Let kids get rough and sweaty, it’s good for their mental and physical health!

Let go of that excess involvement and control over kids and let them be the way they are. Because when kids are what they are, and get rough, sweaty, and active, it not only boosts their physical health but also protects them against depression. Research shows that being active, getting sweaty, and roughhousing offer more than just physical health benefits for young children and protect against depression.

Physically active adults and youth have been linked to a lower risk of depression, according to previous research. However, up until now, no research has been done on the same effect on youngsters.

Children benefit from exercise in the same ways, according to a recent study. We are referring to moderate-to-intense physical exercise that causes children to perspire or become breathless.

Hundreds of youngsters have been studied for four years by researchers from the Norwegian University of Science and Technology (NTNU) and NTNU Social Research to investigate if there is a relationship between physical activity and depressive symptoms.

Healthy to roughhouse

Approximately seven hundred children were tested by researchers at the age of six, and another seven hundred were examined at the ages of eight and 10. Accelerometers, a sort of sophisticated pedometer, were used to assess physical activity, and parents were questioned regarding the mental health of their children.

“Being active, getting sweaty, and roughhousing offer more than just physical health benefits. They also protect against depression,” says Tonje Zahl, a PhD candidate at NTNU. She is the first author of the article on the study findings, which was recently published in the February 2017 issue of Paediatrics.

The work was part of Tidlig Trygg i Trondheim, a multi-year study of child development and mental health.

Physical activity protects kids against the development of depression

When re-examined two years later, physically active six- and eight-year-olds displayed fewer depressive symptoms. Thus, it appears that physical activity guards against the onset of depression.

“This is important to know, because it may suggest that physical activity can be used to prevent and treat depression already in childhood,” says Silje Steinsbekk, associate professor in NTNU’s Department of Psychology. Steinsbekk and Professor Lars Wichstrøm are Zahl’s mentors and coauthors.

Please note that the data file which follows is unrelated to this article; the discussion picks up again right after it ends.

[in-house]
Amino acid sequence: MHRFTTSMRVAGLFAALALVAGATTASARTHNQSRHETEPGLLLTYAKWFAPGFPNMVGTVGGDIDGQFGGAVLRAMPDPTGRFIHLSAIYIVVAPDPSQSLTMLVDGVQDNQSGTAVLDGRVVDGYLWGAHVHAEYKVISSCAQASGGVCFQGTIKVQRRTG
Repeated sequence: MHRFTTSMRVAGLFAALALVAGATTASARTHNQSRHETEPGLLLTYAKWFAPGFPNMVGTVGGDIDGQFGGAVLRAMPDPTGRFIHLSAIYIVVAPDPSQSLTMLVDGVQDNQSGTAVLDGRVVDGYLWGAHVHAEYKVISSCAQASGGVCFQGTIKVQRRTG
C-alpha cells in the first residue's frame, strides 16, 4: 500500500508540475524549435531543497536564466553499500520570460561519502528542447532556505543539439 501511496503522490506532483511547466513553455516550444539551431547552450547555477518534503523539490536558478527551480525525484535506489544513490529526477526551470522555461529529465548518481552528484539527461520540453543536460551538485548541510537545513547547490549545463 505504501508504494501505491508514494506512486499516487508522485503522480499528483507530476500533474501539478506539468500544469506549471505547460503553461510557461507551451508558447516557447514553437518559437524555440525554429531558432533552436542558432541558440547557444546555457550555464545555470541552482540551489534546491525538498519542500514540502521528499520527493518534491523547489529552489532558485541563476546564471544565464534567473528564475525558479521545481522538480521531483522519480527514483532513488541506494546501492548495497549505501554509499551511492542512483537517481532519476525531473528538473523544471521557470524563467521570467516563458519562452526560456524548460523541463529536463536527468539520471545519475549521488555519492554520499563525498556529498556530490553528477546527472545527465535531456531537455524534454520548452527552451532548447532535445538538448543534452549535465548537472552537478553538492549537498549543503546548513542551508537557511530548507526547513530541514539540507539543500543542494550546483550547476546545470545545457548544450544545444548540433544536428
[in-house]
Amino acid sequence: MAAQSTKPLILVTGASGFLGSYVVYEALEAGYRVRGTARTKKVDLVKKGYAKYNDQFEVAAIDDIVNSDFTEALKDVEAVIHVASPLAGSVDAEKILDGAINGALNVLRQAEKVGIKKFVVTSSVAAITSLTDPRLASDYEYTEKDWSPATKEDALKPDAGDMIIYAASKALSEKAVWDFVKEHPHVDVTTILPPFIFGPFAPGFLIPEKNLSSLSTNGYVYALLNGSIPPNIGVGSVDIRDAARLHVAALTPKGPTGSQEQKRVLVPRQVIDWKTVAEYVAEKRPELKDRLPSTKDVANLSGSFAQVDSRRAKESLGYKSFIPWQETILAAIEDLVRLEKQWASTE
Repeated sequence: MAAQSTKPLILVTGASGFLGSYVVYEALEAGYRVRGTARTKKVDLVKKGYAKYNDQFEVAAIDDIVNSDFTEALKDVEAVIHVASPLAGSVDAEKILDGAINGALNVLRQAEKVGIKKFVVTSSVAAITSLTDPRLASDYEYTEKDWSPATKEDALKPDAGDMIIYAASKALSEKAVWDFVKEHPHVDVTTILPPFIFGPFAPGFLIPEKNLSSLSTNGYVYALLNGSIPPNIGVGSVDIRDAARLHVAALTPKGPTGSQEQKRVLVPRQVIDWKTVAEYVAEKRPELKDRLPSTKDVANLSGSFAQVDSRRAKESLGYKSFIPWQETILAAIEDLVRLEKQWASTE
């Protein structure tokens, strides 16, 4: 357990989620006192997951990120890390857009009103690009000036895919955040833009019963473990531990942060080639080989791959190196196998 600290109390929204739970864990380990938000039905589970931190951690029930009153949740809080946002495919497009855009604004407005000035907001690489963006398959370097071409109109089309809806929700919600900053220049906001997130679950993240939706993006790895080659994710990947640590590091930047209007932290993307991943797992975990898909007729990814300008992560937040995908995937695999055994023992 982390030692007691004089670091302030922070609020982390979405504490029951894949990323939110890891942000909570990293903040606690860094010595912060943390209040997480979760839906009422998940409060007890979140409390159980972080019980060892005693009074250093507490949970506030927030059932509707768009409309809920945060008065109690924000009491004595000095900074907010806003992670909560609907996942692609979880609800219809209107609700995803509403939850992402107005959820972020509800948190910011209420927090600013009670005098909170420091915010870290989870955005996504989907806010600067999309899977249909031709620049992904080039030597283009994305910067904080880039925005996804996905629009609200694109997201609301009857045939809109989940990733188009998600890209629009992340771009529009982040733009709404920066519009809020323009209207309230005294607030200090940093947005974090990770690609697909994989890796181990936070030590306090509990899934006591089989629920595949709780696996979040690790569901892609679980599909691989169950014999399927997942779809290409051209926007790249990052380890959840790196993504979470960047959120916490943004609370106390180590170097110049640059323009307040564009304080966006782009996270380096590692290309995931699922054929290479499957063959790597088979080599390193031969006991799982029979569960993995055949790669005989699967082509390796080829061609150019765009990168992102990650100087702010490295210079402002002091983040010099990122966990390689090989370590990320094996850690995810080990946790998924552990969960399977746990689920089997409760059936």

Steinsbekk emphasizes that these findings should now be put to the test in randomized trials in which researchers up the physical activity level of kids and see if kids who take part in these activities have fewer depressive symptoms over time than kids who don’t.

“We also studied whether children who have symptoms of depression are less physically active over time, but didn’t find that to be the case,” she says.

Children need actual increased physical activity

The NTNU children’s study found no link between depression and a sedentary lifestyle, despite prior research in adolescents and adults linking sedentary behaviours like computer gaming and television watching to depression.

Sedentary behaviour did not raise the likelihood of depression, nor did depressive symptoms cause increased inactivity.

Therefore, the advice to parents and medical professionals is to encourage physical exercise, even if it makes kids a little bit sweaty and out of breath. Ride a bike or play outside. It is insufficient to restrict kids’ TV or iPad usage. Kids require a genuine increase in physical exercise.

Story Source:

Materials provided by Norwegian University of Science and Technology. Note: Content may be edited for style and length.

Journal Reference:

Tonje Zahl, Silje Steinsbekk, Lars Wichstrøm. Physical Activity, Sedentary Behavior, and Symptoms of Major Depression in Middle Childhood. Pediatrics, 2017; e20161711 DOI: 10.1542/peds.2016-1711

Page citation:

Norwegian University of Science and Technology. “Physically active children are less depressed.” ScienceDaily. ScienceDaily, 31 January 2017. <www.sciencedaily.com/releases/2017/01/170131075131.htm>.

Help is here:

Toll-Free Mental Health Rehabilitation Helpline Kiran (1800-599-0019)

Name of the Organisation: Vandrevala Foundation

Vandrevala Foundation is a non-profit that partners with organizations to help communities thrive by providing education and healthcare. Vandrevala Foundation launched a mental health helpline in India in 2009 to offer free psychological counselling and crisis mediation to anyone experiencing distress due to depression, trauma, mood disorders, chronic illness, and relationship conflict.

Website:  http://www.vandrevalafoundation.com

Contact: Email: info@vandrevalafoundation.com

Telephone: +91 9999 666 555

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